Published online by Cambridge University Press: 28 July 2010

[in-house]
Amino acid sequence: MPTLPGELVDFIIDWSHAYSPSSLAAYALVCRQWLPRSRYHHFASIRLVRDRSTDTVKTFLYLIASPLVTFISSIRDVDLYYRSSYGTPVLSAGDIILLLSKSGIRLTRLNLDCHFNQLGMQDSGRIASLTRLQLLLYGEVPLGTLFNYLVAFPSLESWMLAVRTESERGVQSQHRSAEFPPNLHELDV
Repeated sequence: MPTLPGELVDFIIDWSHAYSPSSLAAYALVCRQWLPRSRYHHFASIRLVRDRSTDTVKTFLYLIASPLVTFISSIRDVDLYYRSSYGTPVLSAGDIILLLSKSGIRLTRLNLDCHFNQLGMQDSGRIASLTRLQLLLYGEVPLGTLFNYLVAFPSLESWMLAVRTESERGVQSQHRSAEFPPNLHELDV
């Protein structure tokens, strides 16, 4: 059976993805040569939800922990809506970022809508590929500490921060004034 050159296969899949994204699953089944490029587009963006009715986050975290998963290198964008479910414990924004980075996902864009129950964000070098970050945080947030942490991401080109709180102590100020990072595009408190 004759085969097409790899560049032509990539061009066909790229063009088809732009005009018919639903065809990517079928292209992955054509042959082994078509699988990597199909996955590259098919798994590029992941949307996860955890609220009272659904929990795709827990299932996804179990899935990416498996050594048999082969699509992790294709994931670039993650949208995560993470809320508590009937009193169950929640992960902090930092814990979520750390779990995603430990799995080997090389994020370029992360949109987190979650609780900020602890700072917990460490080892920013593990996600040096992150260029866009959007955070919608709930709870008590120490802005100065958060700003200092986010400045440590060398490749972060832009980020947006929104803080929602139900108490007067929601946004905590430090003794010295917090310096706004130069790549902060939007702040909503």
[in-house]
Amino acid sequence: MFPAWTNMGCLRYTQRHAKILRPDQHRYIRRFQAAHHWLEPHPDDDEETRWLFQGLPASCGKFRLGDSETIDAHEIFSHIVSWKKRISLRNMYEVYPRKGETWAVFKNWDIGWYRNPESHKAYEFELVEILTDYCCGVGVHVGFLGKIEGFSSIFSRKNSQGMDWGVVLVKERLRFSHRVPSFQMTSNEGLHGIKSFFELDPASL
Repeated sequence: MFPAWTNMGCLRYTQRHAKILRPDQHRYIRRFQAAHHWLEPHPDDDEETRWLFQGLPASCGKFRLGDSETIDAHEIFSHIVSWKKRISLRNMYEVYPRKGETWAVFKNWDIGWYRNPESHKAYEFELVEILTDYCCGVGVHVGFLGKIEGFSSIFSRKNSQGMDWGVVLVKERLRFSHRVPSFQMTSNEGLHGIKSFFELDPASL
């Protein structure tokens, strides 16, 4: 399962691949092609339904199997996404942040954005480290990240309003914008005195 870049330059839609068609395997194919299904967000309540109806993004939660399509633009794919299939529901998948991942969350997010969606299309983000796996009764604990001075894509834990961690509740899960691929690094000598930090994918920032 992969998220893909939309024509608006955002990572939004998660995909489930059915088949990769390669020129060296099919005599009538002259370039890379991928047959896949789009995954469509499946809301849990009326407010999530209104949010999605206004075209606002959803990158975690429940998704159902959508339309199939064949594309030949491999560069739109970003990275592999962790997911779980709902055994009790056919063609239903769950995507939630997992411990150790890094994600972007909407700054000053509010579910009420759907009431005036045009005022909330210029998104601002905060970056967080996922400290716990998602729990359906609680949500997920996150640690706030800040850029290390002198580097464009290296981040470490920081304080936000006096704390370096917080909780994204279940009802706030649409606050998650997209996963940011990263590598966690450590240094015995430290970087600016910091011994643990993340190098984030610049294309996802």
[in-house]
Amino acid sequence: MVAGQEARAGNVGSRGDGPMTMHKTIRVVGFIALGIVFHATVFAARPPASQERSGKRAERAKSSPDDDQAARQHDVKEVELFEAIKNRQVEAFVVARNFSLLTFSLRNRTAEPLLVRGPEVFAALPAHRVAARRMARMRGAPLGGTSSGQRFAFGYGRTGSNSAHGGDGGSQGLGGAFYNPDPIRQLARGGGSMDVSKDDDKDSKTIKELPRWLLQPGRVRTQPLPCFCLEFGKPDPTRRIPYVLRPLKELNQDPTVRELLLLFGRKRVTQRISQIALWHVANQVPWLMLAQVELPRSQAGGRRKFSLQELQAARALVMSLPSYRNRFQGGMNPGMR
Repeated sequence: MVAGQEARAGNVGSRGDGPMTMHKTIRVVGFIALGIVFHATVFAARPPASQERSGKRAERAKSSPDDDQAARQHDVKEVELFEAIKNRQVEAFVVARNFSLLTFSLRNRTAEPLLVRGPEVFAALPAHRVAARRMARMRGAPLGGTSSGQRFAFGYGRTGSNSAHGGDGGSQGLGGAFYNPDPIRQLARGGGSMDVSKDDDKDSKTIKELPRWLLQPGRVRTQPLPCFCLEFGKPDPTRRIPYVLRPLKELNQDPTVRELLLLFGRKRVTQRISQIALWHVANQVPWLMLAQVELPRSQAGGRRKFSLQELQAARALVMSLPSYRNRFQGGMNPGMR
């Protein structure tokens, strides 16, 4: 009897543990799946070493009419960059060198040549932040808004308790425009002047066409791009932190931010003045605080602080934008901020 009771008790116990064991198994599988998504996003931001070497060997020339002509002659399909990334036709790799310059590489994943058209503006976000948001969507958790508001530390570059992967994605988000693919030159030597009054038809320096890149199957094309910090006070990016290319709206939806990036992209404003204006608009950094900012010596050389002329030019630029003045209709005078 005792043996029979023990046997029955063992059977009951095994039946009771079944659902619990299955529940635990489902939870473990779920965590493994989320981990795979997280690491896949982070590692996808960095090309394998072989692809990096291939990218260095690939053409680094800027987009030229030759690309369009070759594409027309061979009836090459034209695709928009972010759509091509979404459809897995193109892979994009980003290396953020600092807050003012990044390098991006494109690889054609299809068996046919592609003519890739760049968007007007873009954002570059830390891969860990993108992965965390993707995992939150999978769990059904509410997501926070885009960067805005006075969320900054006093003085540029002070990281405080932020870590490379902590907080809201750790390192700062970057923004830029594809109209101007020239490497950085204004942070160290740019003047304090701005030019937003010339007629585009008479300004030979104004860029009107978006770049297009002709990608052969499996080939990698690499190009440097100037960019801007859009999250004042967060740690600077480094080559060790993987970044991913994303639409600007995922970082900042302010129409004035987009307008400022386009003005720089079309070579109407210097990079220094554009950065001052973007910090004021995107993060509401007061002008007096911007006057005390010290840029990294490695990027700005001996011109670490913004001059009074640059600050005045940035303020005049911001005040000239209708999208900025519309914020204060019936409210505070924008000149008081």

When Kant surveyed what the history of metaphysics had left behind, he saw a “stage of conflict” - a disconsolate landscape of edifices fallen into ruins (A 852-3/B 880-1). Most of the wreckage, when new, had been the proud work of the philosophers Kant called “dogmatists.” Kant never wavered in his admiration for their highest standards of construction: “the regular ascertainment of . . . principles, the clear determination of . . . concepts, the attempt at strictness in . . . proofs, and the prevention of audacious leaps in inference” (B xxxvi). The failure of the dogmatists lay not in their manner of building, he thought, but in their decision to begin construction on what turned out to be uncertain ground. They had neglected, he explained, to “prepare the field” (B xxxvi) - to conduct a “critique” or assessment of their own capacities. The failure of the dogmatists was, in Kant's view, a failure of self-examination. Socrates had long before insisted that the unexamined life is not worth living, but philosophical projects commencing with self-examination were especially characteristic of modernity. Descartes's Meditations is probably the best-known example.